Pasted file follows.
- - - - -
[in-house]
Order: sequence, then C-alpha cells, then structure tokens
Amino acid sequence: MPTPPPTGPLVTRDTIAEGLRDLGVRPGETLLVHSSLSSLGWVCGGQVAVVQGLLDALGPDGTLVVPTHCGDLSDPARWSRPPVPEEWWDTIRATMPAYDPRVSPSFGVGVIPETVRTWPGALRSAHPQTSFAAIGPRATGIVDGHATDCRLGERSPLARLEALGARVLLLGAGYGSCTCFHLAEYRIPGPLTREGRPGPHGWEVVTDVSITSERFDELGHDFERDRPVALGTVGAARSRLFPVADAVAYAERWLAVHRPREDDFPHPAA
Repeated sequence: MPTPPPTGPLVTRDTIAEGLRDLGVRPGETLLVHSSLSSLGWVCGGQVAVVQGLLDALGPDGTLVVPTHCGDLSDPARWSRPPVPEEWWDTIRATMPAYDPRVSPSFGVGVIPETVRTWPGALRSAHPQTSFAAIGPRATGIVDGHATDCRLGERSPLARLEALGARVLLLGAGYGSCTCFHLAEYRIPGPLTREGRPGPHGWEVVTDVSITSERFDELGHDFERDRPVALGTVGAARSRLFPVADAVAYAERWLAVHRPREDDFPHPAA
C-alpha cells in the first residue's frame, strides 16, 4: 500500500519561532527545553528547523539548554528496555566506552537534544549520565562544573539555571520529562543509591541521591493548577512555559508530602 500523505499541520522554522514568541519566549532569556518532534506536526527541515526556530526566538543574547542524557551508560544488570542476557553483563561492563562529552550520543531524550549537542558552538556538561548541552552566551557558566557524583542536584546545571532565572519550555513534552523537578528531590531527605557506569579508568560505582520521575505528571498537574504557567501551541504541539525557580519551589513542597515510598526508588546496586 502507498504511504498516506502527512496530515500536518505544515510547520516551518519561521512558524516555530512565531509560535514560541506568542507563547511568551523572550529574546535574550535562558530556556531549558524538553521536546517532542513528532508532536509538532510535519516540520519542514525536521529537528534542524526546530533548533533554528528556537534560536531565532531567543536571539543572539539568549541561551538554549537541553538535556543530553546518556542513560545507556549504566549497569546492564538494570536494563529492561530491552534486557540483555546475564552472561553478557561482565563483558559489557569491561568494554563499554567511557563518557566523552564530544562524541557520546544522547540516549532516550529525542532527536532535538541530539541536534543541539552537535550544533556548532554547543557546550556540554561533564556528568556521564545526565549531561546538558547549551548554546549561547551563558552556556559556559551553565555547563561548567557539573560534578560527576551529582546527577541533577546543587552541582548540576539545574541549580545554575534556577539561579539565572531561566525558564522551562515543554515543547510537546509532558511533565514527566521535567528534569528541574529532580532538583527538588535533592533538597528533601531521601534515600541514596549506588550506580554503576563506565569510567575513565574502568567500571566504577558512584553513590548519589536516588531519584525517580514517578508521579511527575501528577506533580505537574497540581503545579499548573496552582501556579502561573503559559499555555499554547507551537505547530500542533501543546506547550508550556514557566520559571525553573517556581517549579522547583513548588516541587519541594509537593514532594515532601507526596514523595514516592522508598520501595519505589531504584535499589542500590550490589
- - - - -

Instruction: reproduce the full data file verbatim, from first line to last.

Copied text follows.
[in-house]
Order: sequence, then C-alpha cells, then structure tokens
Amino acid sequence: MPTPPPTGPLVTRDTIAEGLRDLGVRPGETLLVHSSLSSLGWVCGGQVAVVQGLLDALGPDGTLVVPTHCGDLSDPARWSRPPVPEEWWDTIRATMPAYDPRVSPSFGVGVIPETVRTWPGALRSAHPQTSFAAIGPRATGIVDGHATDCRLGERSPLARLEALGARVLLLGAGYGSCTCFHLAEYRIPGPLTREGRPGPHGWEVVTDVSITSERFDELGHDFERDRPVALGTVGAARSRLFPVADAVAYAERWLAVHRPREDDFPHPAA
Repeated sequence: MPTPPPTGPLVTRDTIAEGLRDLGVRPGETLLVHSSLSSLGWVCGGQVAVVQGLLDALGPDGTLVVPTHCGDLSDPARWSRPPVPEEWWDTIRATMPAYDPRVSPSFGVGVIPETVRTWPGALRSAHPQTSFAAIGPRATGIVDGHATDCRLGERSPLARLEALGARVLLLGAGYGSCTCFHLAEYRIPGPLTREGRPGPHGWEVVTDVSITSERFDELGHDFERDRPVALGTVGAARSRLFPVADAVAYAERWLAVHRPREDDFPHPAA
C-alpha cells in the first residue's frame, strides 16, 4: 500500500519561532527545553528547523539548554528496555566506552537534544549520565562544573539555571520529562543509591541521591493548577512555559508530602 500523505499541520522554522514568541519566549532569556518532534506536526527541515526556530526566538543574547542524557551508560544488570542476557553483563561492563562529552550520543531524550549537542558552538556538561548541552552566551557558566557524583542536584546545571532565572519550555513534552523537578528531590531527605557506569579508568560505582520521575505528571498537574504557567501551541504541539525557580519551589513542597515510598526508588546496586 502507498504511504498516506502527512496530515500536518505544515510547520516551518519561521512558524516555530512565531509560535514560541506568542507563547511568551523572550529574546535574550535562558530556556531549558524538553521536546517532542513528532508532536509538532510535519516540520519542514525536521529537528534542524526546530533548533533554528528556537534560536531565532531567543536571539543572539539568549541561551538554549537541553538535556543530553546518556542513560545507556549504566549497569546492564538494570536494563529492561530491552534486557540483555546475564552472561553478557561482565563483558559489557569491561568494554563499554567511557563518557566523552564530544562524541557520546544522547540516549532516550529525542532527536532535538541530539541536534543541539552537535550544533556548532554547543557546550556540554561533564556528568556521564545526565549531561546538558547549551548554546549561547551563558552556556559556559551553565555547563561548567557539573560534578560527576551529582546527577541533577546543587552541582548540576539545574541549580545554575534556577539561579539565572531561566525558564522551562515543554515543547510537546509532558511533565514527566521535567528534569528541574529532580532538583527538588535533592533538597528533601531521601534515600541514596549506588550506580554503576563506565569510567575513565574502568567500571566504577558512584553513590548519589536516588531519584525517580514517578508521579511527575501528577506533580505537574497540581503545579499548573496552582501556579502561573503559559499555555499554547507551537505547530500542533501543546506547550508550556514557566520559571525553573517556581517549579522547583513548588516541587519541594509537593514532594515532601507526596514523595514516592522508598520501595519505589531504584535499589542500590550490589